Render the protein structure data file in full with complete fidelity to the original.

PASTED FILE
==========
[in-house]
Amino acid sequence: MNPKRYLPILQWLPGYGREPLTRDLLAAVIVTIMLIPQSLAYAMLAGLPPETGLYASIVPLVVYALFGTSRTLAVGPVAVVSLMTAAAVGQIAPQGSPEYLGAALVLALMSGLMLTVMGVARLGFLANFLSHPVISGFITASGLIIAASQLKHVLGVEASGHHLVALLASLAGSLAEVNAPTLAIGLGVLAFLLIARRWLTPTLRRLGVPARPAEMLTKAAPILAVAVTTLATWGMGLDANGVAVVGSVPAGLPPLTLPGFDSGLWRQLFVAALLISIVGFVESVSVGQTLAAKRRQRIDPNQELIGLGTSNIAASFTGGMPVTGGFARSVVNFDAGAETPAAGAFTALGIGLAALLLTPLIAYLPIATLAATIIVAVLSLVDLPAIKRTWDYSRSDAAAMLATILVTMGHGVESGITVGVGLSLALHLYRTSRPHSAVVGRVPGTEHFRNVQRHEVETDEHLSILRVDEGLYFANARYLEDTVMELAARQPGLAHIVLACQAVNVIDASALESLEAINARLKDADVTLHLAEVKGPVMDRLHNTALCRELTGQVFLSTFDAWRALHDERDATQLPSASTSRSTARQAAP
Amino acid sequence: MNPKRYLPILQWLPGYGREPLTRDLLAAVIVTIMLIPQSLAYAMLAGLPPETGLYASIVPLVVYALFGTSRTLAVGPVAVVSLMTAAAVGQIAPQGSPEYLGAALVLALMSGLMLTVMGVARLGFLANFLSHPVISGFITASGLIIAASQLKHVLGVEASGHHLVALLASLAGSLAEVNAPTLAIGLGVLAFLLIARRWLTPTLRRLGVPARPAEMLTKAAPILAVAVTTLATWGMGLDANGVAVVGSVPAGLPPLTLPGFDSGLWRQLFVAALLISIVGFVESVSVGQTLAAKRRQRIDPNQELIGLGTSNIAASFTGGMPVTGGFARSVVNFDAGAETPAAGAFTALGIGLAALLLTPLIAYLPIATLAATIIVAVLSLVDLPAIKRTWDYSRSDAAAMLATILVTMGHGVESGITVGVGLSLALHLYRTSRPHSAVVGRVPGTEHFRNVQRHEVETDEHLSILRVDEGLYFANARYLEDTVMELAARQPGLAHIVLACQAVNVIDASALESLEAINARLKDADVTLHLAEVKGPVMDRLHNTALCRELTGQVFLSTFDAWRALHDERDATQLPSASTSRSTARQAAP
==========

[in-house]
Amino acid sequence: MNPKRYLPILQWLPGYGREPLTRDLLAAVIVTIMLIPQSLAYAMLAGLPPETGLYASIVPLVVYALFGTSRTLAVGPVAVVSLMTAAAVGQIAPQGSPEYLGAALVLALMSGLMLTVMGVARLGFLANFLSHPVISGFITASGLIIAASQLKHVLGVEASGHHLVALLASLAGSLAEVNAPTLAIGLGVLAFLLIARRWLTPTLRRLGVPARPAEMLTKAAPILAVAVTTLATWGMGLDANGVAVVGSVPAGLPPLTLPGFDSGLWRQLFVAALLISIVGFVESVSVGQTLAAKRRQRIDPNQELIGLGTSNIAASFTGGMPVTGGFARSVVNFDAGAETPAAGAFTALGIGLAALLLTPLIAYLPIATLAATIIVAVLSLVDLPAIKRTWDYSRSDAAAMLATILVTMGHGVESGITVGVGLSLALHLYRTSRPHSAVVGRVPGTEHFRNVQRHEVETDEHLSILRVDEGLYFANARYLEDTVMELAARQPGLAHIVLACQAVNVIDASALESLEAINARLKDADVTLHLAEVKGPVMDRLHNTALCRELTGQVFLSTFDAWRALHDERDATQLPSASTSRSTARQAAP
Amino acid sequence: MNPKRYLPILQWLPGYGREPLTRDLLAAVIVTIMLIPQSLAYAMLAGLPPETGLYASIVPLVVYALFGTSRTLAVGPVAVVSLMTAAAVGQIAPQGSPEYLGAALVLALMSGLMLTVMGVARLGFLANFLSHPVISGFITASGLIIAASQLKHVLGVEASGHHLVALLASLAGSLAEVNAPTLAIGLGVLAFLLIARRWLTPTLRRLGVPARPAEMLTKAAPILAVAVTTLATWGMGLDANGVAVVGSVPAGLPPLTLPGFDSGLWRQLFVAALLISIVGFVESVSVGQTLAAKRRQRIDPNQELIGLGTSNIAASFTGGMPVTGGFARSVVNFDAGAETPAAGAFTALGIGLAALLLTPLIAYLPIATLAATIIVAVLSLVDLPAIKRTWDYSRSDAAAMLATILVTMGHGVESGITVGVGLSLALHLYRTSRPHSAVVGRVPGTEHFRNVQRHEVETDEHLSILRVDEGLYFANARYLEDTVMELAARQPGLAHIVLACQAVNVIDASALESLEAINARLKDADVTLHLAEVKGPVMDRLHNTALCRELTGQVFLSTFDAWRALHDERDATQLPSASTSRSTARQAAP